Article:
Loiasis And Onchocerciasis: Health Implications And Clinical Presentations To Man
Physical Presentation Of The Loa Loa Infection
Loa loa is prevalent in west and central Africa and this is commonly known as the African eye worm. The adult worms migrate in the subcutaneous tissues of several parts of the body including the eyes. Adult female measures 70 mm in length whereas the male measures only 30 mm. The thickness ranges from 0.3 to 0.4 mm. They live for 10 to 15 years. Sheathed microfilaria are produced and these appear in the blood during day time. This infection is transmitted by Chrysops (C. silacca and C. dimidiate) which act as vectors. In many endemic areas monkeys from the reservoir.
The disease manifests as Calabar swellings which are recurrent localized allergic inflammatory swellings. The swellings may overlie the adult worms at times. They commonly appear over the limbs or trunk. When the eyes are affected, intense lacrimation and pain may result. Endomyocardial fibrosis is more prevalent in areas endemic for loiasis. Rarely meningoencephalitis may be caused by this parasite. The examination of CSF may show the parasites. Treatment conssits of the administration of diethyl carbamazine which kills both adults and microfilaria. The dose is 6 mg/Kg given for 14 days.
Physical Presentation Of The African River Blindness
Onchocerciasis (African River Blindness)
This is a cutaneous form of filariasis caused by Onchocerca volvulus prevalent throughout tropical Africa, Mexico, Guatemala, Eastern Venezuela and Northern Brazil. This disease has not been identified in India.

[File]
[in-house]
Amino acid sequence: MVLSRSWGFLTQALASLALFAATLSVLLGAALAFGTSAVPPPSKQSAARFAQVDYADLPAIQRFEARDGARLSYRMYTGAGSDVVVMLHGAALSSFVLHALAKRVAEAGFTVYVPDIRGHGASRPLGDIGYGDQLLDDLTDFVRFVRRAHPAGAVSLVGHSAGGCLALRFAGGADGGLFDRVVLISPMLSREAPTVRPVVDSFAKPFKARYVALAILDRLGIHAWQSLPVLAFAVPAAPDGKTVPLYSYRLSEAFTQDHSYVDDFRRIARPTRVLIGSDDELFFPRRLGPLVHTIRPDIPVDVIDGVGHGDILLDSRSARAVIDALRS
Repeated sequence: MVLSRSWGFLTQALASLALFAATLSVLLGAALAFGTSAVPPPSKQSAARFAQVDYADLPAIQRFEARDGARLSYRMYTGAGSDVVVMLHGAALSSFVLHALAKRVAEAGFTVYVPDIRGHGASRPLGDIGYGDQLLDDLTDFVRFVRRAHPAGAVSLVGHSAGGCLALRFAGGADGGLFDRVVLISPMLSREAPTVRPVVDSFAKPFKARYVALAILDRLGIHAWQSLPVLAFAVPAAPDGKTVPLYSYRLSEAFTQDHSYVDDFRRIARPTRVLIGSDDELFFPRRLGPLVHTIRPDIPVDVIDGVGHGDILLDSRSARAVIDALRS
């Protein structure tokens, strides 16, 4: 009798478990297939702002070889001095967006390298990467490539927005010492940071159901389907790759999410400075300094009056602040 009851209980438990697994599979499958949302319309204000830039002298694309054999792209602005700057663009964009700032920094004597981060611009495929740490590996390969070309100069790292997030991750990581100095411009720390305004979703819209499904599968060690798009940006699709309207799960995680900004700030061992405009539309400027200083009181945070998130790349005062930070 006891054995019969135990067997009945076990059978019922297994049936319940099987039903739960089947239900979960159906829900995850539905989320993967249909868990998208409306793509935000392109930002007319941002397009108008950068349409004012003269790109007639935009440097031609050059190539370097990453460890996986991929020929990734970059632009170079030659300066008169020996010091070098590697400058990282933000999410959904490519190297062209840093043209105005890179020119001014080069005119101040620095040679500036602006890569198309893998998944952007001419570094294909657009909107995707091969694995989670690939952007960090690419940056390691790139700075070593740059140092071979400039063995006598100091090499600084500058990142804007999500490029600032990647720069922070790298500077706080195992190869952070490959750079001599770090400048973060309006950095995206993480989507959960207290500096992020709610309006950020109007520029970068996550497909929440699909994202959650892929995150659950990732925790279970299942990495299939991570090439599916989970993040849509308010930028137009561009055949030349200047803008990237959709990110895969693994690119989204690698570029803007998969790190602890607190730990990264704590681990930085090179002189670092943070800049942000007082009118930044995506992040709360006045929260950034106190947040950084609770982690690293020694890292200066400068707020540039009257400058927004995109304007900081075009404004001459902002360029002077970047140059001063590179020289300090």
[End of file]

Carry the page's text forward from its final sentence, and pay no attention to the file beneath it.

The female worm measures 3 to 5 cm and the male is 2 to 3 cm in length. The adult worms lie tangled together in the subcutaneous nodules and they live for 7 to 15 years. The microfilaria, which are unsheathed, are widely distributed in the adjacent skin. The vectors are female black flies belonging to the genus Simulium.
Clinical Manifestations: The adult worms give rise to subcutaneous nodules which are 0.5 to 5cm in diameter. These are firm, nontender, freely movable and are most commonly seen around the head and shoulders or the pelvic girdle. The skin manifestations are intensely itchy lesions which in the early stages are seen as papulo-erythematous rashes. Later, the skin becomes thickened, hyperkeratotic (crocodile skin) and depigmented. The penis and scrotum may show elephantoid changes.
Ocular lesions develop especially if the adults are numerous over the head and neck. These are punctuate ketatitis, iridocyclitis and rarely choroidoretinitis, all of which ultimately lead to blindness.
Diagnosis: Demonstration of microfilaria in the skin shavings or skin snips taken from the affected area, or the adults in biopsy of the nodules, establishes the diagnosis. Complement fixation test is available for serological diagnosis.
Treatment: The microfilaria are rapidly destroyed by diethyl carbamazine but the drug is ineffective on adult worms. The drug is started in a low dose and gradually worked up to 100 mg given thrice daily for 7 to 10 days. Severe allergic reactions may complicate the initial phase of therapy. Ocular lesions have to be treated with mydriatics and topical steroid applications. The adult worms are removed by excision of nodules wherever they are accessible. The drug of choice is suramin, intravenously in doses of 1g weekly for five to siex weeks. Major toxic effects of suramin are renal damage which is manifested early as proteinuria. Control of infection in endemic areas is achieved by antivector measures, mass therapy of cases and personal prophylaxis.
© 2014 Funom Theophilus Makama